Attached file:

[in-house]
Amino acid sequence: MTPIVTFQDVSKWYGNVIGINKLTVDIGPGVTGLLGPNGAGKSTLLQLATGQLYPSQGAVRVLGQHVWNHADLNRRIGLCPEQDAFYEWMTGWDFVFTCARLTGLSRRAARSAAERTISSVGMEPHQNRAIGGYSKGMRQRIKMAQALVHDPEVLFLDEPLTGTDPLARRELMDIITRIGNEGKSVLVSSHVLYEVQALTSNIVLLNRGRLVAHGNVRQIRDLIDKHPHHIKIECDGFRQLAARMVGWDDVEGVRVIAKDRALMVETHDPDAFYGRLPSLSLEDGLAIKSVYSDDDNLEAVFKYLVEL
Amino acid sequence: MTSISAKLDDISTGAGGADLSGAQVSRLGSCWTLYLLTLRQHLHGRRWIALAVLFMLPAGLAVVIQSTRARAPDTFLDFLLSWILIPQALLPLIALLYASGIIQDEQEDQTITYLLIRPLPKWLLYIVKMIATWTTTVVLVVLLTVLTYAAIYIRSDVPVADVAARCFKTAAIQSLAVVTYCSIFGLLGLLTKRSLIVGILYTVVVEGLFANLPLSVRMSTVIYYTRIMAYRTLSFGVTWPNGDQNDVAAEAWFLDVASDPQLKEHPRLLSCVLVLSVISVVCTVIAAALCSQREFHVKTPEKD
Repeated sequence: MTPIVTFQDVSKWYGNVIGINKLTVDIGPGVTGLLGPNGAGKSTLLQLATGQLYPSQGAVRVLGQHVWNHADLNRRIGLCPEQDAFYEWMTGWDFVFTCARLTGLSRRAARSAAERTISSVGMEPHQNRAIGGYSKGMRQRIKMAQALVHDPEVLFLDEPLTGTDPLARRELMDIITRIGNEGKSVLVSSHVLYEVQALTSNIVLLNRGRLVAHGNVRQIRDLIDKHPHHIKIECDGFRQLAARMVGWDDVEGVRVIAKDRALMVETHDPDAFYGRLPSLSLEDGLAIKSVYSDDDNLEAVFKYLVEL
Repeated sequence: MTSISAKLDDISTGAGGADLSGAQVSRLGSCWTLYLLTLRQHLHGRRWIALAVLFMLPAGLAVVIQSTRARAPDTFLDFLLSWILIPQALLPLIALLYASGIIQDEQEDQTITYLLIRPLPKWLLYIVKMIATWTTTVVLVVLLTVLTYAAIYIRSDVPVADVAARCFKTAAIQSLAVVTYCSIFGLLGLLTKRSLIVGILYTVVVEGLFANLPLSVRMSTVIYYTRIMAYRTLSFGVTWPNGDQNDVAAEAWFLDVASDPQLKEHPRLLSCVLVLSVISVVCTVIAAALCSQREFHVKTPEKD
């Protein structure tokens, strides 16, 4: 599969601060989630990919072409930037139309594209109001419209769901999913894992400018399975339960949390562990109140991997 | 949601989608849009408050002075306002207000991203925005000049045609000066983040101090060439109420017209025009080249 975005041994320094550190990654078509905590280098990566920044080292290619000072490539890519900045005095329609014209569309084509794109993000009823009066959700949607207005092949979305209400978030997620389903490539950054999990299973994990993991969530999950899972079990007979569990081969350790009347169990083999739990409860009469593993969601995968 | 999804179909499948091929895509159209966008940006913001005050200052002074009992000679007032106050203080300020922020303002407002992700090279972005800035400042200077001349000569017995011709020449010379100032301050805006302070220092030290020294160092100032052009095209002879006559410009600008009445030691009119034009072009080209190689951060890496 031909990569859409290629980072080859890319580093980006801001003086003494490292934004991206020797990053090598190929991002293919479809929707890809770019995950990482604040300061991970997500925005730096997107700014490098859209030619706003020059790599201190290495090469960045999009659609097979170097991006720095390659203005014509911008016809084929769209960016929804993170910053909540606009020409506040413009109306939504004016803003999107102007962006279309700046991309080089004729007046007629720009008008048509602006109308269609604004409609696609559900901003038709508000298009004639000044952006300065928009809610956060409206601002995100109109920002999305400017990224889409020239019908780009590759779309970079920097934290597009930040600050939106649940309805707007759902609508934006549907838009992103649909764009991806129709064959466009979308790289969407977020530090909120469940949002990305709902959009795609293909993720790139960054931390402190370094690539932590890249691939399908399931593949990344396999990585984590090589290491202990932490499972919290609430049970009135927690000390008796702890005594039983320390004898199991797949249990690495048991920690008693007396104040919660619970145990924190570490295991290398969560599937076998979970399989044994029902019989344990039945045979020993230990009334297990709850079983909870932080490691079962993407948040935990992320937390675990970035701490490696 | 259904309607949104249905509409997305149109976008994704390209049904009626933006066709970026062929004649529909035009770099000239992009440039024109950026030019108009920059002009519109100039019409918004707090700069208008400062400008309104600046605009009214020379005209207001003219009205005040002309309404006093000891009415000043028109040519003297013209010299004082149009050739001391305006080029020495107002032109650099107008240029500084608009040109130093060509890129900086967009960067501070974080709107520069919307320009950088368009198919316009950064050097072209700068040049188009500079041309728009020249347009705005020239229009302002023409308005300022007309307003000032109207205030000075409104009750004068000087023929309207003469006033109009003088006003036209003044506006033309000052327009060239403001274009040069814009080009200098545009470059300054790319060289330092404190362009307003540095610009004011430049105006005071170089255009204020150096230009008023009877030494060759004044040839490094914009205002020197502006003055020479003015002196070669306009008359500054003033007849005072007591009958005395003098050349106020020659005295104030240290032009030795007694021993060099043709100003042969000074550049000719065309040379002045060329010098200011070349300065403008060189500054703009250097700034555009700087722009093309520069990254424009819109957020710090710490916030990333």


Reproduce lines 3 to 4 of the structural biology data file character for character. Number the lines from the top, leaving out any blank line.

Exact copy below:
Amino acid sequence: MTSISAKLDDISTGAGGADLSGAQVSRLGSCWTLYLLTLRQHLHGRRWIALAVLFMLPAGLAVVIQSTRARAPDTFLDFLLSWILIPQALLPLIALLYASGIIQDEQEDQTITYLLIRPLPKWLLYIVKMIATWTTTVVLVVLLTVLTYAAIYIRSDVPVADVAARCFKTAAIQSLAVVTYCSIFGLLGLLTKRSLIVGILYTVVVEGLFANLPLSVRMSTVIYYTRIMAYRTLSFGVTWPNGDQNDVAAEAWFLDVASDPQLKEHPRLLSCVLVLSVISVVCTVIAAALCSQREFHVKTPEKD
Repeated sequence: MTPIVTFQDVSKWYGNVIGINKLTVDIGPGVTGLLGPNGAGKSTLLQLATGQLYPSQGAVRVLGQHVWNHADLNRRIGLCPEQDAFYEWMTGWDFVFTCARLTGLSRRAARSAAERTISSVGMEPHQNRAIGGYSKGMRQRIKMAQALVHDPEVLFLDEPLTGTDPLARRELMDIITRIGNEGKSVLVSSHVLYEVQALTSNIVLLNRGRLVAHGNVRQIRDLIDKHPHHIKIECDGFRQLAARMVGWDDVEGVRVIAKDRALMVETHDPDAFYGRLPSLSLEDGLAIKSVYSDDDNLEAVFKYLVEL